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Mapping Political Discussions on Twitter: Where the Elites Remain Elites

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Abstract:  This article compares digital arenas such as Twitter with the principles prescribed by the bourgeois public sphere, to examine how close or far these arenas are from Habermas’ original concept. By focusing on one of the criteria, the current influence of elites on political debate, it discusses the Habermasian principles of general accessibility and non-dominance of the elites as prerequisites for a functioning public sphere. This study finds that even though there are few access restrictions on Twitter and despite the fact that no one, in principle, is excluded from the platform, there is no apparent elimination of privileges and the elites maintain their elite status within its borders. Methodologically, the article relies on empirical research of hashtagged exchanges on Twitter during the General Elections in the United Kingdom in 2015. Through the mapping of Twitter as a synthesis of dialogic arenas, it explores the elite-focused discourse and the vocal actors in the stream, underscoring that the presence of the elites, even in an indirect way. Drawing on these elements, the article argues for a reconceptualization of the normative perception of the public sphere, suggesting the notion of exclusion is a complex issue that includes expanding notions of publics to also include those topics being discussed. Finally, it focuses on the significance of journalism in relation to political dialogue and argues that the move towards less elite-centered arenas largely depends on journalism.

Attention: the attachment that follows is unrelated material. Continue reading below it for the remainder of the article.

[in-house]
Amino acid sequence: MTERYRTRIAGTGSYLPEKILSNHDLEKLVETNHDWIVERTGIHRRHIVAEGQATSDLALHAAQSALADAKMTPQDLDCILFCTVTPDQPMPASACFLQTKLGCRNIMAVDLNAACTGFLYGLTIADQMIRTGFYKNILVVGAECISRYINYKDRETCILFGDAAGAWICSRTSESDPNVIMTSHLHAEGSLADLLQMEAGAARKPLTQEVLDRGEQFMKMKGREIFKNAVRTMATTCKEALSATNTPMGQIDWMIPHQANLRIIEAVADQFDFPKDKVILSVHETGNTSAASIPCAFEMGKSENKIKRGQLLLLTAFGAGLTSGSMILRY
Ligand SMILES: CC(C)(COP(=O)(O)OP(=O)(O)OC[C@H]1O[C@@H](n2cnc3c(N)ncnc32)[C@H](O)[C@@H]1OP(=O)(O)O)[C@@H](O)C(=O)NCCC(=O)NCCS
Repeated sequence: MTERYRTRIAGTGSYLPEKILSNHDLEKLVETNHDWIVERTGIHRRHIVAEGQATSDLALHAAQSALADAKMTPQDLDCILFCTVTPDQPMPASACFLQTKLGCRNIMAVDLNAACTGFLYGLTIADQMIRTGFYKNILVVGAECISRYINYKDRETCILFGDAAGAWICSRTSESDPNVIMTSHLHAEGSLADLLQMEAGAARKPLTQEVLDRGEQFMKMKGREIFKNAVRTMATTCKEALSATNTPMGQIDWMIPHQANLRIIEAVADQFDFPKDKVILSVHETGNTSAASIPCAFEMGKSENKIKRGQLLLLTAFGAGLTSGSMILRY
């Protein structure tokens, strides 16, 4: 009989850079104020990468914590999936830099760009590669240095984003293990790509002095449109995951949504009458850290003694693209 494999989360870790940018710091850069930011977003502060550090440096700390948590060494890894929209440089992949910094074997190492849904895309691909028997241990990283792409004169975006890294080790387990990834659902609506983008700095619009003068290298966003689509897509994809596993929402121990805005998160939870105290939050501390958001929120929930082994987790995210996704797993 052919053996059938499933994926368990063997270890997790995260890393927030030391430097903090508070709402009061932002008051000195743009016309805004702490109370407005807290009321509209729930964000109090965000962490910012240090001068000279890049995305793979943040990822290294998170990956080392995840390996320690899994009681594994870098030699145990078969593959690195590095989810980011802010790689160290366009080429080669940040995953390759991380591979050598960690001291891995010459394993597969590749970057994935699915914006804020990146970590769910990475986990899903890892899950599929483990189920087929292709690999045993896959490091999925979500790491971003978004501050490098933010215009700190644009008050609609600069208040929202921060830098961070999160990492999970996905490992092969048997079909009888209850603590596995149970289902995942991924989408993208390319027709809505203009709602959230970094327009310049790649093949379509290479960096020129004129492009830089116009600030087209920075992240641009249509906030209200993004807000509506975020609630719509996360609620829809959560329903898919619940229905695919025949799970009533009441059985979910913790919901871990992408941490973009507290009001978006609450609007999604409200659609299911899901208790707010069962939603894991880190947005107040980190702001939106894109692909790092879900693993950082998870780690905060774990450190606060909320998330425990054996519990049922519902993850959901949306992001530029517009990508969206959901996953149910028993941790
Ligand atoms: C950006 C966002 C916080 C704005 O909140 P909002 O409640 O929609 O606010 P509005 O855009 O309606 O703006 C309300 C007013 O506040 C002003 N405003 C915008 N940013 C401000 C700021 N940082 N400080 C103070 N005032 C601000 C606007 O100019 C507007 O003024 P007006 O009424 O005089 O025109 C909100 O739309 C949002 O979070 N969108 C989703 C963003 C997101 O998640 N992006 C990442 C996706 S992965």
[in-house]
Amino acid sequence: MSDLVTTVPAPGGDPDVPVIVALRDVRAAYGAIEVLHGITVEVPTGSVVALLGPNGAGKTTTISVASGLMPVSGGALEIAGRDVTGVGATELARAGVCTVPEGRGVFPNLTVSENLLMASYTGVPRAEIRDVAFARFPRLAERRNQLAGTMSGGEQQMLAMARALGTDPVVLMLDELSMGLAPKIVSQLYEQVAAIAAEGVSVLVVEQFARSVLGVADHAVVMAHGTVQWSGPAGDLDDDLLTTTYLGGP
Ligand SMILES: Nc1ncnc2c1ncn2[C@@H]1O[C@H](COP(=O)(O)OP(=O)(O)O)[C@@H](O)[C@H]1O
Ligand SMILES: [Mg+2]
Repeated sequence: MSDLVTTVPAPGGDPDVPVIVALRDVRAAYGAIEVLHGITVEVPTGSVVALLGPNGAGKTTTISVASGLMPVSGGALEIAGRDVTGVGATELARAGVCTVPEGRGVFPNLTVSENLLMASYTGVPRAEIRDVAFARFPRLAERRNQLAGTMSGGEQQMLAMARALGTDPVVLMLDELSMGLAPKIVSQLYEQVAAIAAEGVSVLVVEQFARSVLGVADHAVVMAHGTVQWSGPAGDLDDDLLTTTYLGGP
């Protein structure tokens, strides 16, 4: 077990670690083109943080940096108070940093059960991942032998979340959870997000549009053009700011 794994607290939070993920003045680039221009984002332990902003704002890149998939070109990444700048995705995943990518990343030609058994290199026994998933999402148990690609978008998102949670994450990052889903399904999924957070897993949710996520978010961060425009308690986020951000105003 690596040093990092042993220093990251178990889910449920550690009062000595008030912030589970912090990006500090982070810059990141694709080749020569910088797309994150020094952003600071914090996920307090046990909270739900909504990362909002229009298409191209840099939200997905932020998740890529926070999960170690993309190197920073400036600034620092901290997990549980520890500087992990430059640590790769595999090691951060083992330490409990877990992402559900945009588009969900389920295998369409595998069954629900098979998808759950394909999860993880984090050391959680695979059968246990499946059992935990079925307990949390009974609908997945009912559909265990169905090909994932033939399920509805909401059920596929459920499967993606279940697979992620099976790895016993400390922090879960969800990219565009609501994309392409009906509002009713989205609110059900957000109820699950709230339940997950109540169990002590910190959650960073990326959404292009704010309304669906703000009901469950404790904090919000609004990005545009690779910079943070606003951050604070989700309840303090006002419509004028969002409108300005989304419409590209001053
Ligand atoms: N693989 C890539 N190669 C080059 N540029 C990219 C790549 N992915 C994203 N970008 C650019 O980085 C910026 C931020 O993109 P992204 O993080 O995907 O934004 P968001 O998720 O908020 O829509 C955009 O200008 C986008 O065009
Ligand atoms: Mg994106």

Keywords:  democracy; digital public sphere(s); elites; Habermas; journalism; political arenas; Twitter

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DOI: https://doi.org/10.17645/mac.v7i1.1764


© Chrysi Dagoula. This is an open access article distributed under the terms of the Creative Commons Attribution 4.0 license (http://creativecommons.org/licenses/by/4.0), which permits any use, distribution, and reproduction of the work without further permission provided the original author(s) and source are credited.